Cataracts. Cataracts are cloudy areas that develop within the eye lens. Since the lens in a healthy eye is clear like a camera lens, light has no problem passing through the lens to the back of the eye to the retina where images are processed. When a cataract is present, the light cannot get through the lens as easily and, as a result, vision can be impaired. Cataracts often form slowly, causing no pain, redness, or tearing in the eye. Some stay small and do not alter eyesight. If they become large or thick, cataracts can usually be removed by surgery.
Glaucoma. This condition occurs when there is a typical and progressive deterioration of the optic nerve. Glaucoma is often associated with an increased pressure of the eye. The eye is like a tire that generally has a normal and safe pressure. When this pressure is increased, it can be associated with damage to the optic nerve; this is called primary open angle glaucoma.
Glaucoma is less common and can be caused by other factors such as injury to the eye, severe eye infection, blockage of blood vessels, or inflammatory disorders of the eye. Because most people with primary glaucoma have no early symptoms or pain, it is very important to get your eyes checked by an eye doctor regularly. Treatment may include prescription eye drops or surgery.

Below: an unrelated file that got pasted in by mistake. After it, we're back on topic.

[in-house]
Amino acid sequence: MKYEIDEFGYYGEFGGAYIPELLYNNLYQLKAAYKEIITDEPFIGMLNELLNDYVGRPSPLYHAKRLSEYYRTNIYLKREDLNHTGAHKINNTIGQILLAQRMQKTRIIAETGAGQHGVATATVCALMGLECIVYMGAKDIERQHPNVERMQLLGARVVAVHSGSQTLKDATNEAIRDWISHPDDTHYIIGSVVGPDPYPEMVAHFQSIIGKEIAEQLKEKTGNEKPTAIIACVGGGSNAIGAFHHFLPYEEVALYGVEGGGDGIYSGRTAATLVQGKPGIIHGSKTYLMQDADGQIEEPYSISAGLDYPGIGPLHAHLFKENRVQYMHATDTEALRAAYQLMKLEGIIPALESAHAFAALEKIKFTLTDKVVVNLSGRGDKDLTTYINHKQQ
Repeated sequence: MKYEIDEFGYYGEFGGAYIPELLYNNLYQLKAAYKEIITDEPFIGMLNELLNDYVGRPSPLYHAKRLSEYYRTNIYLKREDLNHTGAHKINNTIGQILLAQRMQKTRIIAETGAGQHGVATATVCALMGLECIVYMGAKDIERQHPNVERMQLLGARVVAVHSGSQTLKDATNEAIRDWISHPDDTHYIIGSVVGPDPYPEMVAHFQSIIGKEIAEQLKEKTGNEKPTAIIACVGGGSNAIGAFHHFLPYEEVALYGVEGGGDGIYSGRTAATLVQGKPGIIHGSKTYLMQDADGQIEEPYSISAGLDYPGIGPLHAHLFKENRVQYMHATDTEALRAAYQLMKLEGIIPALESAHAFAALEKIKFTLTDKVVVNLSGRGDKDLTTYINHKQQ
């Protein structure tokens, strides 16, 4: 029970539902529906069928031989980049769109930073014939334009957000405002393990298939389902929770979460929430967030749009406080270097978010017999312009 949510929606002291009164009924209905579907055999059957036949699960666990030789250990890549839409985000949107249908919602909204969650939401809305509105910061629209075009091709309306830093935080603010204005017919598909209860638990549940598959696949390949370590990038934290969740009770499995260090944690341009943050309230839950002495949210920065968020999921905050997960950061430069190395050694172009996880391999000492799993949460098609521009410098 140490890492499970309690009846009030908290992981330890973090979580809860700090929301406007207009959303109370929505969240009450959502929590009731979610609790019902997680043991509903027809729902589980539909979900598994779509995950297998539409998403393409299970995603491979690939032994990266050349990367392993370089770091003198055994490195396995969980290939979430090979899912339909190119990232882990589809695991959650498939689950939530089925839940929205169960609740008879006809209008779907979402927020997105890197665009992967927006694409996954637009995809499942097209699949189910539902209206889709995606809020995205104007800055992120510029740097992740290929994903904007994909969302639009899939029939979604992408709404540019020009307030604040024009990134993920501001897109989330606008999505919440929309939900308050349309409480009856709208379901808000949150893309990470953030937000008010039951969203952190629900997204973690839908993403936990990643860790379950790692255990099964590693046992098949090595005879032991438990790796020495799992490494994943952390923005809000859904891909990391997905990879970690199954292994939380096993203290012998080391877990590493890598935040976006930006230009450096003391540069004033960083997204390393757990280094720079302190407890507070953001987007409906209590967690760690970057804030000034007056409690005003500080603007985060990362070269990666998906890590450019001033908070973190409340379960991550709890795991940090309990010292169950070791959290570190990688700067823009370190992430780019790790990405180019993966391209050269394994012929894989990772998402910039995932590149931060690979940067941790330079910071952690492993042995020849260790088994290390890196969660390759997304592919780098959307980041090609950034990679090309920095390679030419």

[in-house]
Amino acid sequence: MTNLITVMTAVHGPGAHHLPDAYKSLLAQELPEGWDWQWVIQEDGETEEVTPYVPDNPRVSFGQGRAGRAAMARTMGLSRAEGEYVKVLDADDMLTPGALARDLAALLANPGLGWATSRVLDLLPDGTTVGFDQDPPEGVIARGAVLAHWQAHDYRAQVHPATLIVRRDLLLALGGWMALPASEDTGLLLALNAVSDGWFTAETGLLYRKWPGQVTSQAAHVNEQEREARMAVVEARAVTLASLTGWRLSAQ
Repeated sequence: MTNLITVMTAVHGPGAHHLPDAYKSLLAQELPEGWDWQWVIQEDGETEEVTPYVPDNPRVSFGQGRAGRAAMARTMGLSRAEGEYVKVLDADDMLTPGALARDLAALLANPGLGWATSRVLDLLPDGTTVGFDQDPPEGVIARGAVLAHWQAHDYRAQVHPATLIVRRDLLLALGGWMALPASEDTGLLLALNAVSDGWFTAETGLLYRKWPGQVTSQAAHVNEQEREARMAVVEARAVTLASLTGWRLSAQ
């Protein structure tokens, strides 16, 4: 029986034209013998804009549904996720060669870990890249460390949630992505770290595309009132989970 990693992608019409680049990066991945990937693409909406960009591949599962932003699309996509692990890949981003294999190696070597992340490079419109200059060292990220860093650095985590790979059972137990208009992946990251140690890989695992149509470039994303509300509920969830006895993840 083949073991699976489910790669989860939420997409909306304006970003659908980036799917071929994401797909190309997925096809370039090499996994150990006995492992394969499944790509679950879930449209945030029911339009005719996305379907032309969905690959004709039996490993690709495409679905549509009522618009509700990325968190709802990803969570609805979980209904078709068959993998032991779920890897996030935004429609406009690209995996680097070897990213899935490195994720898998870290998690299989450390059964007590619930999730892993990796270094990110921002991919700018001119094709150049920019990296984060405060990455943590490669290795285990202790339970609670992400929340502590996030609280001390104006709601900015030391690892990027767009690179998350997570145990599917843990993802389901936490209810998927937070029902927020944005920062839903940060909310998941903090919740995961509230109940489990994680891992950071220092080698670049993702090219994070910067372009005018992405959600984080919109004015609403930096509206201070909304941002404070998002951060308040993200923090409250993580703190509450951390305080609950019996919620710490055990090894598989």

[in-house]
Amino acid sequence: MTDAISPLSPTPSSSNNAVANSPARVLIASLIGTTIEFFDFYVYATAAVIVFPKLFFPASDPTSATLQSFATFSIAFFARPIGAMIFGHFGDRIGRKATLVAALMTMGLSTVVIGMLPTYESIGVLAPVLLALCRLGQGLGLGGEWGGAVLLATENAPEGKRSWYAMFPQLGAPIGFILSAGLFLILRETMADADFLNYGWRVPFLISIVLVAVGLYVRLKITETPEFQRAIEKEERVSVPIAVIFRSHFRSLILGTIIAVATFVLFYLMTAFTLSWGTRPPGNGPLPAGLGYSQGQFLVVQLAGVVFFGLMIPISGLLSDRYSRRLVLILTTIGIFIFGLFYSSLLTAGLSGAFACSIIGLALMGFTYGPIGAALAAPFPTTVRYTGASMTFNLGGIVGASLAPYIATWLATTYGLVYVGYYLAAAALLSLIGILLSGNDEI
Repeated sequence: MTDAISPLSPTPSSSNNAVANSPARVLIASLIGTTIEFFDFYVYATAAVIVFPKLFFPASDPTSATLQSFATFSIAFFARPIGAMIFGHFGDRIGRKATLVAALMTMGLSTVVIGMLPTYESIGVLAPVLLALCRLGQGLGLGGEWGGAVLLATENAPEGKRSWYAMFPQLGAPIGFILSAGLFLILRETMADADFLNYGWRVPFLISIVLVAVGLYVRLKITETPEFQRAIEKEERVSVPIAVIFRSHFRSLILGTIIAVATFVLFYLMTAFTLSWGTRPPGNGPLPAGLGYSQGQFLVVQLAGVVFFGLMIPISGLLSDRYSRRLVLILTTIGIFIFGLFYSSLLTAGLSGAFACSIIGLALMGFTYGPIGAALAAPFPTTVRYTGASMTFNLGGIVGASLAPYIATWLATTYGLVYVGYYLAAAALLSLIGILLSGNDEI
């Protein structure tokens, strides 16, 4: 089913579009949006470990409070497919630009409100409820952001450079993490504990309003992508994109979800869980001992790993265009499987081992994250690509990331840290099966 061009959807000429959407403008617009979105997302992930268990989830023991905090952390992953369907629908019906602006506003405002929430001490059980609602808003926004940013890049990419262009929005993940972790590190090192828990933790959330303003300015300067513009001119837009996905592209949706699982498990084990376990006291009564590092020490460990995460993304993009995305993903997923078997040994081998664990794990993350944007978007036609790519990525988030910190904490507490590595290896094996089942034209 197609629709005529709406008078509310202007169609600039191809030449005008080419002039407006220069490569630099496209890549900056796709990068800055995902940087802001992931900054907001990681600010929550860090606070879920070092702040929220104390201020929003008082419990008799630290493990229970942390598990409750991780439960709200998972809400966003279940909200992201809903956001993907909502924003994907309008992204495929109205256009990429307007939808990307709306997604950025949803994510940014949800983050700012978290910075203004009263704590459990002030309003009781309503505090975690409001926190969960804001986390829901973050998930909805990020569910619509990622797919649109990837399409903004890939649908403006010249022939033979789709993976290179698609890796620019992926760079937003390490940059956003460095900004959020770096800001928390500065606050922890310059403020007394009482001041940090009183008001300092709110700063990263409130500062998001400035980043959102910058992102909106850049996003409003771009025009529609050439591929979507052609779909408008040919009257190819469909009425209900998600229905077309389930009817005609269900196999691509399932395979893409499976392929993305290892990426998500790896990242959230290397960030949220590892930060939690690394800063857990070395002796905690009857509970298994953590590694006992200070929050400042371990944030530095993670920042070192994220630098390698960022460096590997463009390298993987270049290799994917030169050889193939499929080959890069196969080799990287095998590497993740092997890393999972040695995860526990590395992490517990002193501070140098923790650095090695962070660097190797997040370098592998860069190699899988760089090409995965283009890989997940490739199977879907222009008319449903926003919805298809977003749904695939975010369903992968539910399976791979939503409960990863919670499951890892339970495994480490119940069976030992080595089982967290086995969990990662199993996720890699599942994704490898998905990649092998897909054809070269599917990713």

Dry Eyes. Symptoms include scratchy eyes, burning, mild redness and gritty feeling eyes. Oral medications, reading, computer tasks and dry environments may aggravate marginally dry eyes. Dry eyes can be diagnosed by using dyes to observe tear patterns, evaluation of the amount of tears on the front of the eye and from review of your symptoms. Treatment may include artificial tears; eye drops for treating allergies.
If you think you may have dry eyes, please visit our Patient Information tab for a survey.
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